Published on Jan 22, 2021

Video Transcript

[MUSIC PLAYING] JOHN WHYTE: Can I still get the COVID vaccine if I have allergies?

There have been a few-- very few-- instances of a severe allergic reaction to the current vaccines. These have occurred in people who have a history of severe allergic reactions and carry EpiPens. If you have ever had a severe allergic reaction to any ingredient in a COVID-19 vaccine, the CDC recommends that you should not get that specific vaccine. You can check out the vaccine's ingredients online.

If you've ever had a severe allergic reaction to other vaccines or injectable therapies, you should ask your doctor if you should get a COVID-19 vaccine. Your doctor will help you decide if it's safe for you to get vaccinated. If you have a history of severe allergic reactions not related to vaccines or injectable medications, such as allergies to food, pets, venom, or latex, you can still get vaccinated. People with a history of allergies to oral medications, a family history of severe allergic reactions, or who might have a mild allergy to vaccines with no anaphylaxis, you may also still get vaccinated.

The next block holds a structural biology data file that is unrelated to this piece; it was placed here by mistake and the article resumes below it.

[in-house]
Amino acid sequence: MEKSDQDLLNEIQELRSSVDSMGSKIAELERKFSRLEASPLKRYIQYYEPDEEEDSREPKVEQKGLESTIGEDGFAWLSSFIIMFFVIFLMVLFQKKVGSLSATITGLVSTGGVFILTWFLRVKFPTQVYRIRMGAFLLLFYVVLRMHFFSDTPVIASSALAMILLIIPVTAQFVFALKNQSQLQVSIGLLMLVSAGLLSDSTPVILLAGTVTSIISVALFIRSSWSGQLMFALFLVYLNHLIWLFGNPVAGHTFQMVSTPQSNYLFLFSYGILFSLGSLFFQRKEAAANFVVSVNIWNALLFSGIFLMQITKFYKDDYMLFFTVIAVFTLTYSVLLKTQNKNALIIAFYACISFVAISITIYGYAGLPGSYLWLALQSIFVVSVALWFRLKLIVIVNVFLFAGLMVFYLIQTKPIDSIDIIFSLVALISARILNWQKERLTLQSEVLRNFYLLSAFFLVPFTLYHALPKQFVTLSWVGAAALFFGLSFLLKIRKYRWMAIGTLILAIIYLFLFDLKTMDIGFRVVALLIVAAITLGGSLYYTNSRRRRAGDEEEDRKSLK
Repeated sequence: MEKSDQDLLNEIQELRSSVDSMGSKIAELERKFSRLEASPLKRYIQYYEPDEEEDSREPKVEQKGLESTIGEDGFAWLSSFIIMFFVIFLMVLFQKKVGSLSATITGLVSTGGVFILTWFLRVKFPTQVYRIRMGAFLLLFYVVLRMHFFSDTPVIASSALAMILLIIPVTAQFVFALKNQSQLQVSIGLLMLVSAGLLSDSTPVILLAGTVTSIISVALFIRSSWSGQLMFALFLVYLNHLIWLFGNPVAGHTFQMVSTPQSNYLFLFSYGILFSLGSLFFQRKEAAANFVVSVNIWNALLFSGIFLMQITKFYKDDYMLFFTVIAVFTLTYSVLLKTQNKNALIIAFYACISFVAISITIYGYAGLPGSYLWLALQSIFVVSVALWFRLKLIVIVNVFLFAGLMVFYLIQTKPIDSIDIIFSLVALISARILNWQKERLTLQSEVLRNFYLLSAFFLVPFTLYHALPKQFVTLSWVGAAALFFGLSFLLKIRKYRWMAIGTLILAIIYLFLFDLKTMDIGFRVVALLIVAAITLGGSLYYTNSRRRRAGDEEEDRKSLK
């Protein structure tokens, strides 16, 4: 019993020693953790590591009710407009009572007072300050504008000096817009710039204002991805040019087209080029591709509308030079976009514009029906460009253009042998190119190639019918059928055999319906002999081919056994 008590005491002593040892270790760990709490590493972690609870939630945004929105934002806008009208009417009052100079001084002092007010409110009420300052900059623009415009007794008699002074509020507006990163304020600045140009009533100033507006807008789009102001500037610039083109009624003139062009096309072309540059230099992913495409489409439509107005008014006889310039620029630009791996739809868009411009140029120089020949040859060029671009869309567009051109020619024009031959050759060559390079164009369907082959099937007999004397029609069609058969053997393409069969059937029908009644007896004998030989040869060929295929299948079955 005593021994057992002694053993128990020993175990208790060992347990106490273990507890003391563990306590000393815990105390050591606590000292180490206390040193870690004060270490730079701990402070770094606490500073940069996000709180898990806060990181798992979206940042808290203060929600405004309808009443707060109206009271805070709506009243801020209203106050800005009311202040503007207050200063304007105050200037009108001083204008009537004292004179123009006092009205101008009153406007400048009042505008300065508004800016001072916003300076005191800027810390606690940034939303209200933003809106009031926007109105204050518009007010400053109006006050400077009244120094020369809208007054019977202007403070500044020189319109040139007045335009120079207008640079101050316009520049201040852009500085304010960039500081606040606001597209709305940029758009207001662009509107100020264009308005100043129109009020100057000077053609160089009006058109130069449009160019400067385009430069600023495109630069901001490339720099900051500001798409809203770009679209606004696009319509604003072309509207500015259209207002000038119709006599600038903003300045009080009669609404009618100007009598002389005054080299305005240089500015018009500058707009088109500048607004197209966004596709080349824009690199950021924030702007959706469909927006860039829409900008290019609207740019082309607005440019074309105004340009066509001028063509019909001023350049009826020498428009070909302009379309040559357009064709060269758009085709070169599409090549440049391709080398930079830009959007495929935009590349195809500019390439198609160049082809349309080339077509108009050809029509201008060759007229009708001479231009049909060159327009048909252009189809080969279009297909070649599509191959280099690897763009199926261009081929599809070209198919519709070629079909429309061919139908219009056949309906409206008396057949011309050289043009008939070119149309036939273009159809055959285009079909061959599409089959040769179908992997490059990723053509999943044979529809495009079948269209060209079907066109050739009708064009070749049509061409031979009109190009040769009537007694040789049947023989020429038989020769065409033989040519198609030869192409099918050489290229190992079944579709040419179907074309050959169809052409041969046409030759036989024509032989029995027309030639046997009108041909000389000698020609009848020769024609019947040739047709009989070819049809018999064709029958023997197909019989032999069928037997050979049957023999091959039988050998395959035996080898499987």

If, for some reason, you have a severe allergic reaction after getting the first shot, you should not get the second shot.

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